Autism in the Workplace

10 January 2023

This weeks blog is by Rachel Couch, from Atypical CIC who promote and advocate for people with hidden disabilities in the workplace. They run events and hire neuro-divergent project leaders to help promote their businesses and to give them a chance to expand their options. Atypical CIC aim to provide a safe and understanding support network. Their website has lots of information and support. Atypical CIC have been involved with our Disability at Work project, which you can find out more about on our Employment page.

About Me

Rachel has shoulder length brown hair and blue eyes, is wearing a red plaid short and sunflower lanyard and is smiling into the camera.

Rachel Couch from Atypical CIC

I am moderately deaf since birth and recently was diagnosed with autism. I identify as bisexual as well.

My hearing loss wasn’t identified by professionals until I was 5-6 years old, and was the result of being 10 weeks premature, due to illness which nearly killed me and my mum. The illness damaged the hairs in my ears and this has caused a 70% hearing loss.

I was given hearing aids once it was diagnosed at this young age and from what I’ve been told I was amazed by the bird song and noises outside that I simply had never realised existed until then. I also used to turn them off or pull them out when it got too much and it wasn’t smooth sailing for my parents trying to get me to use them, which I now realise was likely due to my autism and sensory overload. Even now at 27, I will still turn them off if I’m too overloaded.


My Work 

I am self employed and am a director at Atypical Support CIC, a trustee of the Chopwell Regeneration Group and a sole trader artist.

A pencil drawing of a fox, in profile looking skyward.

Recently I got my artwork featured in an exhibition at the Customs House in South Shields, which I am super thrilled at. I have included some photos of my work.

I joined Atypical Support CIC as I am disabled myself and want to help those who are going through similar struggles. We advocate for disabilities in the workplace and provide support for employers and individuals to accommodate their struggles and keep them employed/find employment. You can find out more on our Twitter, Facebook or Instagram.



I have always been aware something was different about myself growing up. Especially once the challenges at school started becoming more independent-led and the social hierarchy shifted.

I had major struggles socially at school and was bullied quite extensively. This unfortunately has had lasting damage to my ability to trust people. Looking back I realise I used to internally meltdown/shut down. Or I just simply couldn’t tell I was being made the butt of the joke, which for them was all the more hilarious. I’ve blocked out a lot of my time at high school and it has taken me a while to start talking about it through therapy and with trusted friends.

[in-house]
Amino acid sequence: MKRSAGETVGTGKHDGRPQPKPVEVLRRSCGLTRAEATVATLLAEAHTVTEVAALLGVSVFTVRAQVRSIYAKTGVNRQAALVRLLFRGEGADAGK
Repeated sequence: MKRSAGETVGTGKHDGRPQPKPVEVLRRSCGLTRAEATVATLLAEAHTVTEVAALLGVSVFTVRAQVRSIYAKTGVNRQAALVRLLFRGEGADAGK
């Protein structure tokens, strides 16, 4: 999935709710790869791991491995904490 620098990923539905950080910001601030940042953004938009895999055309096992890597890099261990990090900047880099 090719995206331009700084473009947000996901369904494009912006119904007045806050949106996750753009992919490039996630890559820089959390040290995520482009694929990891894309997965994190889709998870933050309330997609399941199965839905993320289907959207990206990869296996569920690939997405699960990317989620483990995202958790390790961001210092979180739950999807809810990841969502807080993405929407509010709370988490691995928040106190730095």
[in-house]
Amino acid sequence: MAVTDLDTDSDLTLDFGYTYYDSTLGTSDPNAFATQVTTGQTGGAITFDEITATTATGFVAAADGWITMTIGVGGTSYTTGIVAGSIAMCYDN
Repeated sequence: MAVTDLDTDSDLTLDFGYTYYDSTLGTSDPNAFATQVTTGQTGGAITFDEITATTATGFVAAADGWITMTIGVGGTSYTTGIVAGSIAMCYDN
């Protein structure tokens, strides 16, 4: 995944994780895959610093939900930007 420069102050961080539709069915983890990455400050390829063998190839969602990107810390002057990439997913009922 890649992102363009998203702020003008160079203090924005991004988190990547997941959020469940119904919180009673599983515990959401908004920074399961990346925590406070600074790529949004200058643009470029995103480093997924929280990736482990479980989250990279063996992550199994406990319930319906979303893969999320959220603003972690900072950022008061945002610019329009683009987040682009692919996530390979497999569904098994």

What ultimately led to me realising it might be autism that was the missing link, was meeting my partner who is also autistic. I started looking into it more and I realised I was identifying way too much with the information and memes! What I thought was interesting was the female friends that I’d had at school had all got diagnosed after school as well!

How Did I Figure Out I Was Autistic?

My partner pointed out my obsession with Coca-Cola and my penchant for collecting as well. When he met me I was sticking quite firmly to the same foods such as pizza, pasta and chicken dippers with sweet chilli sauce. He has got me eating a lot of new foods now simply by letting me try a bit of the dish he’d ordered while letting me order my ‘safe’ dish. He is also a ex-chef so has found ways to introduce new food items where I can trick my brain into eating them.

My ‘obsessions’ also consist of anything animal related, art and natural history. They are all linked and I actually have a large private collection of natural history which inspires my artwork. (Understanding anatomy is crucial for drawing animals and there is nothing better than having the real thing in front of you.)

At my assessment I was told that a commonality for autism was an interest in how things worked, such as electronics and cars/trains but biology/anatomy is also included, which is where my interest lies.


Getting Diagnosed 

I asked my GP for a referral to be tested for autism in 2020 and it took until 2022 to get my assessments and official diagnosis. I am very happy I have my diagnosis as the constant “what if I’m not and I’m just useless at life” mantra that went around my brain while I was waiting those two years is exhausting and not great for your mental health!

When I did get my official confirmation, a lot of my close friends said “Well duh, its obvious!” and my friend circle is almost exclusively neuro-diverse, LBQT+ open minded folk now!